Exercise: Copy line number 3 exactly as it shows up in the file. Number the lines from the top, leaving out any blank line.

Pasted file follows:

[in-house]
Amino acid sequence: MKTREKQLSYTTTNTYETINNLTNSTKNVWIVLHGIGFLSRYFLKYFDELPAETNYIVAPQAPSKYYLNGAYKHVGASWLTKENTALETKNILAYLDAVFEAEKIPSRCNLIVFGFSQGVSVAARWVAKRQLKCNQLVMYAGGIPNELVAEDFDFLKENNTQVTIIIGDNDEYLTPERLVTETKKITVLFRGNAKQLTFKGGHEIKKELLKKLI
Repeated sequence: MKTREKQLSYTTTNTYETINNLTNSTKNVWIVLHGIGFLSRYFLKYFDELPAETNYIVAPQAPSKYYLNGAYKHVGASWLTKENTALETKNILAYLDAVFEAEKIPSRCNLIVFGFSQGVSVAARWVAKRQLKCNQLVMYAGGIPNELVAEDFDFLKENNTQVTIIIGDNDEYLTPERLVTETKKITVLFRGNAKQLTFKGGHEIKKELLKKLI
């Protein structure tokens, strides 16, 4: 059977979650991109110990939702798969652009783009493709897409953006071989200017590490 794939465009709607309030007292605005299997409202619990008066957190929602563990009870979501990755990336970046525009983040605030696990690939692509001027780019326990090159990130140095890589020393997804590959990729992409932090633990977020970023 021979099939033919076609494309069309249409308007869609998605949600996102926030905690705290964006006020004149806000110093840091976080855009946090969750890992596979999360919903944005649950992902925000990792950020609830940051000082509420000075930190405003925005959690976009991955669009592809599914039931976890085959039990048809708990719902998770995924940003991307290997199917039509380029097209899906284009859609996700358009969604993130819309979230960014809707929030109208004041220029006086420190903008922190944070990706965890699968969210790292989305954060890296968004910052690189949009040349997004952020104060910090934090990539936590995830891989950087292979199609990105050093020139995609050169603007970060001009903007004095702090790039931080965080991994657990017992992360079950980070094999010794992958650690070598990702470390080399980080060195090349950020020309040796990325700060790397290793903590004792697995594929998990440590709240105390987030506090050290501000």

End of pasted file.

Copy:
Repeated sequence: MKTREKQLSYTTTNTYETINNLTNSTKNVWIVLHGIGFLSRYFLKYFDELPAETNYIVAPQAPSKYYLNGAYKHVGASWLTKENTALETKNILAYLDAVFEAEKIPSRCNLIVFGFSQGVSVAARWVAKRQLKCNQLVMYAGGIPNELVAEDFDFLKENNTQVTIIIGDNDEYLTPERLVTETKKITVLFRGNAKQLTFKGGHEIKKELLKKLI